The Federal Reserve will stress-test the 31 largest U.S. banks, those with at least $50 billion in assets, in an attempt to restore confidence in the country’s banking system, and the six largest must also pass tests of their trading operations.
Bloomberg reported that the tests will use severe scenarios, with parameters such as an unemployment rate of 13%, an 8% fall in GDP and a 52% fall in stocks from Q3 2011 to Q4 2012. In addition, the six banks facing trading tests, according to a Reuters report, will confront price and rate movements that occurred in the second half of 2008, as well as “potential sharp market price movements in European sovereign and financial sectors.” Those banks are Bank of America, Citigroup, Goldman Sachs, JPMorgan Chase, Morgan Stanley and Wells Fargo.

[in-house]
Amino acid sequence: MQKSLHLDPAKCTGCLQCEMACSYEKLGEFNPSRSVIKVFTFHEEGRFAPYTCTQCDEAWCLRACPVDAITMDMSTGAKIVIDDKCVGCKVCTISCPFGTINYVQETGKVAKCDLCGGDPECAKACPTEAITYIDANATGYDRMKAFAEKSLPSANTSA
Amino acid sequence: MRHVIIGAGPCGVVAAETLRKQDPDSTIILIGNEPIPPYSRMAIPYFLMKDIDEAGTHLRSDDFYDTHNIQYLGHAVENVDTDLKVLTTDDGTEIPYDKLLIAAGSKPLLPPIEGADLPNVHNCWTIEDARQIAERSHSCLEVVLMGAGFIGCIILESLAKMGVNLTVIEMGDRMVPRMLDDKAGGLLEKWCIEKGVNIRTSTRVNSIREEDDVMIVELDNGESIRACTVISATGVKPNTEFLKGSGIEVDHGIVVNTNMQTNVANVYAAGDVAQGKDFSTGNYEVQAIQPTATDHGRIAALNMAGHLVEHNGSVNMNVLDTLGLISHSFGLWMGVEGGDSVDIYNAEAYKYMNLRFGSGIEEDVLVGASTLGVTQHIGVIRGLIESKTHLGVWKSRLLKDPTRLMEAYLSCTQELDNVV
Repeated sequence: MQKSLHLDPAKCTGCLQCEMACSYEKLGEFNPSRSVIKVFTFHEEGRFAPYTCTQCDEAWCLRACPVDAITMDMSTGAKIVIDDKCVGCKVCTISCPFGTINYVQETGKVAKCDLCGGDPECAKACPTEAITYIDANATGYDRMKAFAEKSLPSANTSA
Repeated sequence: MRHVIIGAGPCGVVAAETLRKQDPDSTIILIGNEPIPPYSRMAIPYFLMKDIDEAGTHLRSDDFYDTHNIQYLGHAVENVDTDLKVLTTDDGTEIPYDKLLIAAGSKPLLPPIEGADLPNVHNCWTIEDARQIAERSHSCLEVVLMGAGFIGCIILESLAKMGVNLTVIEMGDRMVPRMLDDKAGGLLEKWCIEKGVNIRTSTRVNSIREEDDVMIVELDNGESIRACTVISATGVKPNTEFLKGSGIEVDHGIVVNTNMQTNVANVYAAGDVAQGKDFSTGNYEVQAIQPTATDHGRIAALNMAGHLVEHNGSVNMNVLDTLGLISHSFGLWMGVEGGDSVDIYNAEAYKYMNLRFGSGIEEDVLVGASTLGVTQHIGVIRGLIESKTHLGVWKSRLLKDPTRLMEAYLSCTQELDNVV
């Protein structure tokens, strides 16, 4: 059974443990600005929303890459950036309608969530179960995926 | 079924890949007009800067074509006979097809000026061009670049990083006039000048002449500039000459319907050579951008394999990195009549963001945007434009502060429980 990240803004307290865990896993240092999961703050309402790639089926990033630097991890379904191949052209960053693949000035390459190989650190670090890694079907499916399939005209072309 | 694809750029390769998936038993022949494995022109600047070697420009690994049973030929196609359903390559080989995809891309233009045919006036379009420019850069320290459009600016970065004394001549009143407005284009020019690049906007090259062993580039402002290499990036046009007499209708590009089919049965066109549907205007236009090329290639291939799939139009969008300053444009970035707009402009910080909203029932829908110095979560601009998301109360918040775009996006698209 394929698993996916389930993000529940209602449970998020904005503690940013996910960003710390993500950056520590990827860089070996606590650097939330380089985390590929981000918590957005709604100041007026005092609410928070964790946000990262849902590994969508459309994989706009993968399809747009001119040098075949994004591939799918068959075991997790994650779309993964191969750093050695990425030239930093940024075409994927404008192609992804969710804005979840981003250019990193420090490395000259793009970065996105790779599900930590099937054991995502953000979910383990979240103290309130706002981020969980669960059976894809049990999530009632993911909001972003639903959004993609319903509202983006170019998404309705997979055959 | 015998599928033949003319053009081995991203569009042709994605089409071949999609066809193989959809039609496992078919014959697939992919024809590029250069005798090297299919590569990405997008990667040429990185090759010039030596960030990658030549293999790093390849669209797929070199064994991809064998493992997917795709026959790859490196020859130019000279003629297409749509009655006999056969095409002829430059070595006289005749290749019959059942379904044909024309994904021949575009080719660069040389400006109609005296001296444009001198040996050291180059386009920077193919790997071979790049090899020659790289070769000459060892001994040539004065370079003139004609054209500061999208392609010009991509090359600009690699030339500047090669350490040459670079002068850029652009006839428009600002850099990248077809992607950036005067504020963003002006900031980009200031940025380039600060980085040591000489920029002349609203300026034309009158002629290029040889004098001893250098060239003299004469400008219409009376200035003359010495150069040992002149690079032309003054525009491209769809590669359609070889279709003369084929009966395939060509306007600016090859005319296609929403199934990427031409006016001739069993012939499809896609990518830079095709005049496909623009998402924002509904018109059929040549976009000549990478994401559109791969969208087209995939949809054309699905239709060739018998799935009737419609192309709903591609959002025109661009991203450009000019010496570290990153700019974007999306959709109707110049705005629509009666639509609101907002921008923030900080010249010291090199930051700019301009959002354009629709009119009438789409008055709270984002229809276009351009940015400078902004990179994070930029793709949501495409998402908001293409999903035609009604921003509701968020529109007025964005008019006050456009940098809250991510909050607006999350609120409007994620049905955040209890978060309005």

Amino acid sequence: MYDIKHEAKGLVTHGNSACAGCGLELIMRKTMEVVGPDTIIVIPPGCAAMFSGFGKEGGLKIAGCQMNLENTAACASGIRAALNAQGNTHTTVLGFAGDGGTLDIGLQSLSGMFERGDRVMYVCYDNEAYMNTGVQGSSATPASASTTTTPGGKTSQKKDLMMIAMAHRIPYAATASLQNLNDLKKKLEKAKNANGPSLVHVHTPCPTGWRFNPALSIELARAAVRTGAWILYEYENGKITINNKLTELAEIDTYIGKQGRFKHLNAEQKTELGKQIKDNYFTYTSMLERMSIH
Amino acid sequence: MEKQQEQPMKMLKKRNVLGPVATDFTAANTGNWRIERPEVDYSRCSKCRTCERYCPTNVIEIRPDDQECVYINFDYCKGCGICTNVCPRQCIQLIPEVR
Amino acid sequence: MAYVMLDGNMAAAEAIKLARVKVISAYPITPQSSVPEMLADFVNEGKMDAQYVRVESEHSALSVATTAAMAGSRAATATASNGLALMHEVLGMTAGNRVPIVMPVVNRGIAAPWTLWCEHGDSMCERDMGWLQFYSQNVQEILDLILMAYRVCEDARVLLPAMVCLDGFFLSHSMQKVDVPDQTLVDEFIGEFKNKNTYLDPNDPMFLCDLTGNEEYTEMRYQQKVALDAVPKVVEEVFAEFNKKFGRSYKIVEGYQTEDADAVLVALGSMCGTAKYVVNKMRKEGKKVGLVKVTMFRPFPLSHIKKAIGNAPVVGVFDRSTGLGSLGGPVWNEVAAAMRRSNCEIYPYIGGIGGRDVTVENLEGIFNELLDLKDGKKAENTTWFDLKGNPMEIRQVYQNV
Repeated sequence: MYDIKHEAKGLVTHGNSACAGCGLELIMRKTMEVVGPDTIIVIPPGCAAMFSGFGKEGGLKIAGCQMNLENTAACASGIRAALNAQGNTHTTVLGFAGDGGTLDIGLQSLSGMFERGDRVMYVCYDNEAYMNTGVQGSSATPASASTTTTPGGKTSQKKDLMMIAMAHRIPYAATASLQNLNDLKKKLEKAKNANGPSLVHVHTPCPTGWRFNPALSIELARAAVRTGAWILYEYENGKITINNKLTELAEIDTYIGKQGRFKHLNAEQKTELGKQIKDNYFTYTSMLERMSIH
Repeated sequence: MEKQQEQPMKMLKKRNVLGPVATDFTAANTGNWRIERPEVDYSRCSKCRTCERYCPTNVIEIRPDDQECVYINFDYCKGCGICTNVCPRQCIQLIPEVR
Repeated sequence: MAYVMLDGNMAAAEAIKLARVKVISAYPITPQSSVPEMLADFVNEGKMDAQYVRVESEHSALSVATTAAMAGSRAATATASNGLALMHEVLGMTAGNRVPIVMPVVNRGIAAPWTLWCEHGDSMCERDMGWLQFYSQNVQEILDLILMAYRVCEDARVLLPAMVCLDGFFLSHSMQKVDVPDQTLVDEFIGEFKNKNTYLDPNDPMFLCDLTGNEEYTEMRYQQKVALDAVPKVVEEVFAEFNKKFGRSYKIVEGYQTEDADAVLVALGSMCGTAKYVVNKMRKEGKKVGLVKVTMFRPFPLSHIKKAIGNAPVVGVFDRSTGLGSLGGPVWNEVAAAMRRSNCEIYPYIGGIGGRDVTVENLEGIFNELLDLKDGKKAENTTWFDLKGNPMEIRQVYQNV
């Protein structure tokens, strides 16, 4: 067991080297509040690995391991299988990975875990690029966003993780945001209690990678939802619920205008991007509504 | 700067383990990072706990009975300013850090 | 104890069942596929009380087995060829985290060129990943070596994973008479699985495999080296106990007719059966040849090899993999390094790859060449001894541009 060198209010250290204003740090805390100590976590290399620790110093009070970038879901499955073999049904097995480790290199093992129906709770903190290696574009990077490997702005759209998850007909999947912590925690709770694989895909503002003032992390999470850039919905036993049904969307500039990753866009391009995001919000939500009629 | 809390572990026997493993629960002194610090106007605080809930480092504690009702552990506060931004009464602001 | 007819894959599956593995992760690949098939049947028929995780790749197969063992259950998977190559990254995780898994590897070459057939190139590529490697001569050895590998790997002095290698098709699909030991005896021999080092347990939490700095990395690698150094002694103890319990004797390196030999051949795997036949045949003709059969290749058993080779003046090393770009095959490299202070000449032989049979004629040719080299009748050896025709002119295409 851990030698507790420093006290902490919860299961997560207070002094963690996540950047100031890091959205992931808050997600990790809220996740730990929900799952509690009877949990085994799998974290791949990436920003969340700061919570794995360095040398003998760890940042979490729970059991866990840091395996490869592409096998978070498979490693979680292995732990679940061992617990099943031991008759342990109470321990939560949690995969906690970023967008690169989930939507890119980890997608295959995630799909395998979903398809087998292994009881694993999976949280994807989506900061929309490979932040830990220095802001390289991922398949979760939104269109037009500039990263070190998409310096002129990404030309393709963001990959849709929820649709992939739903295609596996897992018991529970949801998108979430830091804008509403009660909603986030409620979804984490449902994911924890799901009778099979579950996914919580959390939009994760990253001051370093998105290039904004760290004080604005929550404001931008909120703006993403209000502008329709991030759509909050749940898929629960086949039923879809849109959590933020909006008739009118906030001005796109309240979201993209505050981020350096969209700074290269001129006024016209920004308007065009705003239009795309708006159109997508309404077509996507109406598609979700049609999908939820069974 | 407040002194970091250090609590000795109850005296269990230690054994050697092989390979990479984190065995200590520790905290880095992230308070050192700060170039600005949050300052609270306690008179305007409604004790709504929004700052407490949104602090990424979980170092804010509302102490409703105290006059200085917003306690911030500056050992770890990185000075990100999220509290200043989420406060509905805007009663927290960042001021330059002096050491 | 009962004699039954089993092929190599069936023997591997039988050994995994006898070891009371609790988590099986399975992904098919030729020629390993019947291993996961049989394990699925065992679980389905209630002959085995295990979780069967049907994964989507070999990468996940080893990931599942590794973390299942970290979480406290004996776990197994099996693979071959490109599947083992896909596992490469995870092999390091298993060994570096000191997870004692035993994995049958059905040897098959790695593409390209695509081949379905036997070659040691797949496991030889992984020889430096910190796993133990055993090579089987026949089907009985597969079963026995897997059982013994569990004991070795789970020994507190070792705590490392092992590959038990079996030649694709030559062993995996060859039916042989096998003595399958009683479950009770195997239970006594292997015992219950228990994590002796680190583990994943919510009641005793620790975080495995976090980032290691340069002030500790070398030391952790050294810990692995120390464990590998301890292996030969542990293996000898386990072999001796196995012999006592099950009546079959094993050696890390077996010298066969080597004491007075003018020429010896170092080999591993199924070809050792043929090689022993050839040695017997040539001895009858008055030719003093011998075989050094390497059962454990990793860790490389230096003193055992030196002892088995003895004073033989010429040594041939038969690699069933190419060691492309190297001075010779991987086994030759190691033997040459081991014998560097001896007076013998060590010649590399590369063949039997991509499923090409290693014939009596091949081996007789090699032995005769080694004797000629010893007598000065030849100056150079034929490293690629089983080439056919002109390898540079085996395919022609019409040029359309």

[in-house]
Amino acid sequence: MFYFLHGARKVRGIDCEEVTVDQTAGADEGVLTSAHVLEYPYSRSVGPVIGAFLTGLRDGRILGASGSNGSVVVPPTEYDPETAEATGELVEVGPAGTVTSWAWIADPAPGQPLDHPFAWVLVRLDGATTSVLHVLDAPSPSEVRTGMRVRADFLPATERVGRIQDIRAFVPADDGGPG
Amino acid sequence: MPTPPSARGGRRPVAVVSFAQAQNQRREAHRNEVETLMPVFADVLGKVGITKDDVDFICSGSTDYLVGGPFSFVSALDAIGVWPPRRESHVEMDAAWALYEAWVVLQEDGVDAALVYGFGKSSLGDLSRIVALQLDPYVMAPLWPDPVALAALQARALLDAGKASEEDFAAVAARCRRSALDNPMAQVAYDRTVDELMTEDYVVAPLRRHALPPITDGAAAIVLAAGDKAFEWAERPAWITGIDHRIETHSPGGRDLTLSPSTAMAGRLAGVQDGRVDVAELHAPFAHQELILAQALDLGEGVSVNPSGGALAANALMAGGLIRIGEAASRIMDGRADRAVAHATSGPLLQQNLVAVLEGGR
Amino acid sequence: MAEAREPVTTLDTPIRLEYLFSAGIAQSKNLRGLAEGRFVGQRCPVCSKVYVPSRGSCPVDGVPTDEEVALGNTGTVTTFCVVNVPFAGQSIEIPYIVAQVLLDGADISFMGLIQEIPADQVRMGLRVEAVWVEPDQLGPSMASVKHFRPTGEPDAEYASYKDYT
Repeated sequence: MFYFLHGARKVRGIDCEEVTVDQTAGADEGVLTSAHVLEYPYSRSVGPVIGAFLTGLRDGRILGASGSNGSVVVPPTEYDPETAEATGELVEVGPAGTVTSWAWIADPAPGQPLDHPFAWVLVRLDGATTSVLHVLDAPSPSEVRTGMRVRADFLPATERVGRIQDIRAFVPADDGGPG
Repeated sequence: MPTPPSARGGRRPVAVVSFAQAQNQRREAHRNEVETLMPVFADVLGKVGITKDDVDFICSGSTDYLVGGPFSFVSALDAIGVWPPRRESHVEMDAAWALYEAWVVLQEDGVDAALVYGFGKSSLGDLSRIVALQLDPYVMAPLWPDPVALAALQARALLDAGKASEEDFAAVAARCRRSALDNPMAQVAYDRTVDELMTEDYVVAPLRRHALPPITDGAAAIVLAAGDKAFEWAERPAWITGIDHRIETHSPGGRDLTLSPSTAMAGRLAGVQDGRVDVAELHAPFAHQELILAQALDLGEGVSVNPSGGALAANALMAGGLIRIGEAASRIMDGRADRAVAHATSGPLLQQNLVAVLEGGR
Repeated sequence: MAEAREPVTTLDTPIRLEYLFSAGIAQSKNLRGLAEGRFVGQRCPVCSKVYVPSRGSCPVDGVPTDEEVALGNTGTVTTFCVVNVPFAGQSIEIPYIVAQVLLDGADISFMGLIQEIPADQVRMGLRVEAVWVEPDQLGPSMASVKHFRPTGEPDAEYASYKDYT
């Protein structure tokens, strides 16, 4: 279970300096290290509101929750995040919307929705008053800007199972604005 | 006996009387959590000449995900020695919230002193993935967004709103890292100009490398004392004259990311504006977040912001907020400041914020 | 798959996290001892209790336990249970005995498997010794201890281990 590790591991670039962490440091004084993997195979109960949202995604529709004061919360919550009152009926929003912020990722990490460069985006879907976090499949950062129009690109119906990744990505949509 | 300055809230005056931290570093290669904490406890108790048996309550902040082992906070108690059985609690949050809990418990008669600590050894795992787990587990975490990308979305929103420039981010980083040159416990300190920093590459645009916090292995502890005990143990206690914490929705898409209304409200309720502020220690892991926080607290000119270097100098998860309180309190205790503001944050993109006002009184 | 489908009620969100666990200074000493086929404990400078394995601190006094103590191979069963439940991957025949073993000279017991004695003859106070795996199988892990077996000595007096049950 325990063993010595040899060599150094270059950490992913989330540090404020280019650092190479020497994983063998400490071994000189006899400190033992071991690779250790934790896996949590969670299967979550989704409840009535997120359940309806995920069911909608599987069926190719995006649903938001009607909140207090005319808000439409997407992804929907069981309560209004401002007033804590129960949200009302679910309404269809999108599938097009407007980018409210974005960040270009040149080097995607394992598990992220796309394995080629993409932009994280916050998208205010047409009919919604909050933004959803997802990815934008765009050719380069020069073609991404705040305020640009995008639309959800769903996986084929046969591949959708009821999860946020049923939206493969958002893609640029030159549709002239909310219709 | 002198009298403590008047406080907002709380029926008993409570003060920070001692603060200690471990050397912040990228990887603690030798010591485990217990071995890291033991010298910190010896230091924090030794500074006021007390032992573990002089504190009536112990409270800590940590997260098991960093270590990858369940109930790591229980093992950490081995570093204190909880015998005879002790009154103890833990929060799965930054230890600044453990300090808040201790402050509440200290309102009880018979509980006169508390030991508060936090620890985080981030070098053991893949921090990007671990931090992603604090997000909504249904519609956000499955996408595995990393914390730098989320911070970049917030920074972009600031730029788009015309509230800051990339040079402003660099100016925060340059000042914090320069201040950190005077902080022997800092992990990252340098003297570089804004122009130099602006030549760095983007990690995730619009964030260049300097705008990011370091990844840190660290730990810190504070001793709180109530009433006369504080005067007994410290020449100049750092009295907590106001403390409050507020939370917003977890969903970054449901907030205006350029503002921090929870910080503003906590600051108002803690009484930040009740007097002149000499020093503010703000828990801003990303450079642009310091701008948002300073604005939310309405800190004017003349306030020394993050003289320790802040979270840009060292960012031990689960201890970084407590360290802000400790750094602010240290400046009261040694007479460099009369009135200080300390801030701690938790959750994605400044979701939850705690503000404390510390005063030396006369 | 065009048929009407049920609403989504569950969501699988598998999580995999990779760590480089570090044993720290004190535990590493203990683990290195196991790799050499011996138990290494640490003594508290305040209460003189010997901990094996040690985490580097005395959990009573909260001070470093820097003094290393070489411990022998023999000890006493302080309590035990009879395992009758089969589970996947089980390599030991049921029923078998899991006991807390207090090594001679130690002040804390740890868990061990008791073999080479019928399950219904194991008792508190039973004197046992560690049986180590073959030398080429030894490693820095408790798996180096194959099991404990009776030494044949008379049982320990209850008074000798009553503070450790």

The Fed said that the tests do not represent its outlook for the economy, but instead are intended to make banks’ capital adequacy more transparent by showing whether they can handle a deeper downturn and financial market shock. Karen Shaw Petrou, managing partner at Federal Financial Analytics, a Washington, D.C., regulatory research firm whose clients include the largest banks, said of the strategy, “This is a daunting test. The Fed’s credibility as a tough guy can’t be challenged based on this.”
Nancy Bush, a longtime bank analyst and contributing editor at SNL Financial, was quoted saying, “They are clearly worried about the issue of Europe. In a time of risk aversion and concern, you need transparency.”